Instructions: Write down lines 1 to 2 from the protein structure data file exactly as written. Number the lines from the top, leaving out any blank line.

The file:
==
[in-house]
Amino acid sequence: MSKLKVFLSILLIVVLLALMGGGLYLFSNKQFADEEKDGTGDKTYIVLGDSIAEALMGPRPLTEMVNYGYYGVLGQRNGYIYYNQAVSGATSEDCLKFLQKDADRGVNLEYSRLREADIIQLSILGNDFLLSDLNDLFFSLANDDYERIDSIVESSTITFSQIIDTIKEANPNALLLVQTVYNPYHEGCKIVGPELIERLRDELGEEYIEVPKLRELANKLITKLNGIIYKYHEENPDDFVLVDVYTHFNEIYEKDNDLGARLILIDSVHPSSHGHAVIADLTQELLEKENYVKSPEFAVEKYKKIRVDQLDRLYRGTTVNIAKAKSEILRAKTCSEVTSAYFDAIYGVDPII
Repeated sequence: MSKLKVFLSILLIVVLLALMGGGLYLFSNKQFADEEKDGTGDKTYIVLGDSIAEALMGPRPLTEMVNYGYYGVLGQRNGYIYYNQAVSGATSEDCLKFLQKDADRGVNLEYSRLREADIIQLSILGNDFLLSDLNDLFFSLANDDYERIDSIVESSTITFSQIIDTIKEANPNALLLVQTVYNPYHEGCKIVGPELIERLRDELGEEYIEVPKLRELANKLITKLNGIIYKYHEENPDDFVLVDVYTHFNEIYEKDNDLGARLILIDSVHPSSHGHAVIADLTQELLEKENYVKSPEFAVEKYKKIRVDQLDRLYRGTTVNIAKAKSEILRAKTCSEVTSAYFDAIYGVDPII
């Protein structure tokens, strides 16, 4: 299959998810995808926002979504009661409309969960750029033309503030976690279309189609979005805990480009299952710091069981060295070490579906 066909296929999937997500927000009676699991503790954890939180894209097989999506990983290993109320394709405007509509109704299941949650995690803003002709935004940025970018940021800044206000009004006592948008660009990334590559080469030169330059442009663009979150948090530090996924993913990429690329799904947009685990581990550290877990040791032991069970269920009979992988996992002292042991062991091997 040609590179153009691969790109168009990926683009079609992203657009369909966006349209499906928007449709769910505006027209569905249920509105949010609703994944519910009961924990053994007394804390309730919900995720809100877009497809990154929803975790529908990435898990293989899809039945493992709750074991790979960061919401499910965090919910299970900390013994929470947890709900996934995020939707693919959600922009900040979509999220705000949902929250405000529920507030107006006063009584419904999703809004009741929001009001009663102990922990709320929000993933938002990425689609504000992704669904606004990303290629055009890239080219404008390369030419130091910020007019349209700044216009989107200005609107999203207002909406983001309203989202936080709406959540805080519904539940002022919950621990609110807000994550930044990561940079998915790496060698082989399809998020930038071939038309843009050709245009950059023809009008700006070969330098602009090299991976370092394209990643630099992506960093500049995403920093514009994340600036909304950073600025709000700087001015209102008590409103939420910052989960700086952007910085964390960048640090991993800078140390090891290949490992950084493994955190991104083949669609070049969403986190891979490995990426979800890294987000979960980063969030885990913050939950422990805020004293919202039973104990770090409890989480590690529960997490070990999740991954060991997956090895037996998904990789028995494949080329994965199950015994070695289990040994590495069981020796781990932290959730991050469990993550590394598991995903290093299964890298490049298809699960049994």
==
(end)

[in-house]
Amino acid sequence: MSKLKVFLSILLIVVLLALMGGGLYLFSNKQFADEEKDGTGDKTYIVLGDSIAEALMGPRPLTEMVNYGYYGVLGQRNGYIYYNQAVSGATSEDCLKFLQKDADRGVNLEYSRLREADIIQLSILGNDFLLSDLNDLFFSLANDDYERIDSIVESSTITFSQIIDTIKEANPNALLLVQTVYNPYHEGCKIVGPELIERLRDELGEEYIEVPKLRELANKLITKLNGIIYKYHEENPDDFVLVDVYTHFNEIYEKDNDLGARLILIDSVHPSSHGHAVIADLTQELLEKENYVKSPEFAVEKYKKIRVDQLDRLYRGTTVNIAKAKSEILRAKTCSEVTSAYFDAIYGVDPII